Temperament / Behavior : They can move around the tank to find a suitable location. Corals, fish and other anemones can be harmed by the sting of the condy anemone.

Breeding : Asexual breeders.

Aquarium Size : 30 gallon (114 liters) minimum

Compatible Tank Mates : Not a good choice for reef tanks because they can sting other sessile animals in the tank. They can also sting and harm smaller fish.

Fish Disease : Can be difficult to diagnose symptoms and corresponding diseases in anemones. Anemones that are dying are believed to release toxins into the water that can harm or even kill tank inhabitants.

Diet / Foods : Fresh seafood from the local grocery store in the form of shrimp and clams cut up into very small, fine pieces can be given to your anemone every other day. They are also photosynthetic, which means that they get some of the energy they need from the tank lights. Please don't try to keep these anemones with sub-standard lighting systems.

Tank Region : Slow moving and may affix themselves to a location for weeks at a time only to move to a new spot when they feel like it.

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Condy Anemone

Condy Anemone Comments

From: Jeff
I've had one for over a year now and it still moves all over my 75 gallon tank. I've had to rescue it several times from the power head intakes at the top of the tank, even though there are protective strainers at the bottom of the power heads it still manages to get stuck from time to time. It has some really nice blue tips at the end of it's tentacles and it seems to have grown slightly in the time that I've had it.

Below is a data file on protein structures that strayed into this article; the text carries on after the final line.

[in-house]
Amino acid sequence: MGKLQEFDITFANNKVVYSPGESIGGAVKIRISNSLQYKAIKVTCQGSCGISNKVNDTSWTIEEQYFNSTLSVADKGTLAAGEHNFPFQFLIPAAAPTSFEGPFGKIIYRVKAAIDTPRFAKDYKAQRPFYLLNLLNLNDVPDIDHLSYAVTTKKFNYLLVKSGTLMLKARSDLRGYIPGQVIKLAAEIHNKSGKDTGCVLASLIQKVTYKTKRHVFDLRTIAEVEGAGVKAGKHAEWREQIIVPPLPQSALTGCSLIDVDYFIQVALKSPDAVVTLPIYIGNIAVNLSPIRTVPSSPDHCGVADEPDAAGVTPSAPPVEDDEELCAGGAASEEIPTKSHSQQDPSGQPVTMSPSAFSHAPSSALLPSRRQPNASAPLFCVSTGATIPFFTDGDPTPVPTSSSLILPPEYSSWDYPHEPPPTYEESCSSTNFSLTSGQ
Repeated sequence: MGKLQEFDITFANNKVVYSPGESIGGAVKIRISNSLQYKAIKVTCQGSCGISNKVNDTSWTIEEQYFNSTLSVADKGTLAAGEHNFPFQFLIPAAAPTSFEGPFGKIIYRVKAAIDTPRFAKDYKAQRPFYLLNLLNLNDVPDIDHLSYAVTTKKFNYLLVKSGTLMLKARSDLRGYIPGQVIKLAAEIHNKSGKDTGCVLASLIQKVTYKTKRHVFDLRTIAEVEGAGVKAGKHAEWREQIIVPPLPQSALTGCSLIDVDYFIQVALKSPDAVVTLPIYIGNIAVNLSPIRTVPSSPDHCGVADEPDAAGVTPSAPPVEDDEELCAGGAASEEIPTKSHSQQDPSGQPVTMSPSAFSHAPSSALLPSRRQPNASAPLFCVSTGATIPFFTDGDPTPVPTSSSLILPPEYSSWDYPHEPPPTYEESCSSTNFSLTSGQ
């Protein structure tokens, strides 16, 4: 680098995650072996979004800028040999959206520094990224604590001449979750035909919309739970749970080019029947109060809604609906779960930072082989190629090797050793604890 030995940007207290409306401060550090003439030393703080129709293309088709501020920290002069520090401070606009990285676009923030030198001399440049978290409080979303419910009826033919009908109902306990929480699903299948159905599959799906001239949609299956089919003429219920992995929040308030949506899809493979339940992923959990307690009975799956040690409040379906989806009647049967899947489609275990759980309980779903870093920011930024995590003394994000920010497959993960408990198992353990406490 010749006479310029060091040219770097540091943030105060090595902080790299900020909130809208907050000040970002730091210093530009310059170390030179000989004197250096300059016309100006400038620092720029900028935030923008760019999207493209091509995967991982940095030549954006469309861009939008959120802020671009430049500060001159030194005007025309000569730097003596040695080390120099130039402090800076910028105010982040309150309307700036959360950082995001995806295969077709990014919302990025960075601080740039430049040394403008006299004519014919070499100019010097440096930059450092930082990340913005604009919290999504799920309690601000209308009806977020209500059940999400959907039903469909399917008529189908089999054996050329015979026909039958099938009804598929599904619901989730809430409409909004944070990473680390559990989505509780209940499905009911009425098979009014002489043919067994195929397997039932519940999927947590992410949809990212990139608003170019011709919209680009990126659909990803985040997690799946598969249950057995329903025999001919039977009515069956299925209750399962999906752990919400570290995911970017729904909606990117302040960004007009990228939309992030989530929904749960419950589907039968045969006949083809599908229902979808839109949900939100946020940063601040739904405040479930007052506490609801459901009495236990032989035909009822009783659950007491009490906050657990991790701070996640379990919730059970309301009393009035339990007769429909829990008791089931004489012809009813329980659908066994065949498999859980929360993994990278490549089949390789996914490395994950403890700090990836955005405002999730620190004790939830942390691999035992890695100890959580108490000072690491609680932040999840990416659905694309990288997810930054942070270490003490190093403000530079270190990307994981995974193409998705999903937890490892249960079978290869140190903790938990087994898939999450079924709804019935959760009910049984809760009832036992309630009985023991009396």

I use a home made feeding stick (chopsticks) and feed mine an uncooked, very small piece of shrimp (quarter inch size) 2 times a week. I place the shrimp at the end of the chopsticks and gently touch some of the anemone's tentacles. It will greedily wrap them around the shrimp and I slide the chopsticks away, leaving the piece of shrimp in the anemone's tentacles. It eats quite fast and it only takes about a minute for the shrimp to make it from the tentacles to the mouth. It occasionally will compact itself and expel some sort of brown strainy hairlike substance. I'm assuming this is part of the digestive process...

From: Ometta Martin
I brought a pink tip anemone and it just started moving around my tank. I am afraid that it will sting my other inhabitants. A small blue tang, a scooter blennie, and four snails. This mornig I saw my blue tang on her side, gills moving, but close to the anemone. What are some things I can do to protect my other fish.
If you're talking about this blue tang, they frequently lay on their sides, especially when frightened. I don't think you need to worry about your anemone catching a healthy fish. They may be able to grab a sick or dying fish.

From: Tanya
I bought a condy two days ago and after acclimation I placed him in the tank, gently with a net, placed his foot (pretty pinkish red color) into a crevice of equal size to his foot on a rock, held him there for approx 10-15 seconds, and he firmly attached and has been there since. He doesnt look to be stressed or struggling, he eats whenever given the opportunity, and my two maroon clowns seem to be scoping him out. Wish me luck!
Condys are not a natural host for the maroon clownfish... But you never know in aquariums. Good luck.